Francis Koster: Response to Duke on solar
By Francis Koster
Special to the Post
On Monday, April 18, Lynn Good, the president of Duke Energy released an article she wrote called “Solving the low carbon puzzle,” which was published in many North Carolina papers. It was a fine example of how street magicians trick you by keeping your eyes on one hand while doing mischief with the other.
Ms. Good said that electric utilities have a real challenge facing them as electricity made at a customer’s home or business has to flow two ways in the grid to get to neighbors. That is true, and not a surprise. It is cheaper for the homeowner.
We are now able to buy solar shingles you can put on your roof, skyscraper windows that make electricity, vastly improved windmills, rapidly falling battery prices, and a host of other technologies that make locally produced, clean electricity cheaper than the old (heavily subsidized) way of doing things. These prices will continue to fall.
These new technologies threaten to change the role of the grid — and of Duke —and the response is sleight-of-hand.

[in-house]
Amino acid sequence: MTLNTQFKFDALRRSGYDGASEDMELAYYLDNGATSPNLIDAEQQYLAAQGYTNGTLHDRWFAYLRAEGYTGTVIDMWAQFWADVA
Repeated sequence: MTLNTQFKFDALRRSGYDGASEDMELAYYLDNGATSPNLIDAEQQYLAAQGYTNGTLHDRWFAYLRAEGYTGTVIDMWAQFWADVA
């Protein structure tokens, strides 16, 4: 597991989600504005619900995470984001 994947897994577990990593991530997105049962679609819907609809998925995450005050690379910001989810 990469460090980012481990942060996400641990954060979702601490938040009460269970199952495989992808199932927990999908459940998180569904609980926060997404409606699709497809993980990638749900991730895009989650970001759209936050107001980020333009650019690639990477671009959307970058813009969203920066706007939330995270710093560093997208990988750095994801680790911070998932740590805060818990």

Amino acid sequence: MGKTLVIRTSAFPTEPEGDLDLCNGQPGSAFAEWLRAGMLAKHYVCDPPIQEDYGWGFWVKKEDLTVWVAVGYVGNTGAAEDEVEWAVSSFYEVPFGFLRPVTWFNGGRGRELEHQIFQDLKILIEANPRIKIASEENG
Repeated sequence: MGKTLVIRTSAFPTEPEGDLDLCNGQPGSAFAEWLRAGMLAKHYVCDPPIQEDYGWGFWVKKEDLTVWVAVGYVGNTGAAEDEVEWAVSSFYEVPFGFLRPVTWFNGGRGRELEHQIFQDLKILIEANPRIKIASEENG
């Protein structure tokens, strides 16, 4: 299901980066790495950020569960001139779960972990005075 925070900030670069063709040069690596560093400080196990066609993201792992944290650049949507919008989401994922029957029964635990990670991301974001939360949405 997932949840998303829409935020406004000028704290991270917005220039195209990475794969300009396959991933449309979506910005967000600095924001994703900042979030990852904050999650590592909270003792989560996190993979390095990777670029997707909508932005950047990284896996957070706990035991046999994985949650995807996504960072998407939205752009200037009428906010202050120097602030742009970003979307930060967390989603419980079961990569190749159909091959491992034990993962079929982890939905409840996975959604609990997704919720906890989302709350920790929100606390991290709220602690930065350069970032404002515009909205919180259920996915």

Ms. Good says that Duke has spent more than $4 billion on solar and wind since 2007. It did not have to be that way. In North Carolina, Duke has frustrated many homeowners and organizations and kept them from installing their own solar by setting a low price Duke will pay them for solar power generated electricity — particularly when the public health costs and environmental costs are factored in.
Duke invested in renewable energy because it was a good investment — for them. And they made it hard for you to do the same for the same reason — it was good for them.
Duke has a real challenge — their organizational structure is geared toward large central generation, when the future will have many small decentralized sources. Setting the stage for the use of clean, low-cost solar by upgrading the grid is a job for both the North Carolina Public Utilities Commission and Duke.
The way is clear — it is the will that is lacking. Watch the other hand.
Francis Koster set up and ran the Renewable Energy Programs at the Tennessee Valley Authority during President Jimmy Carter’s term.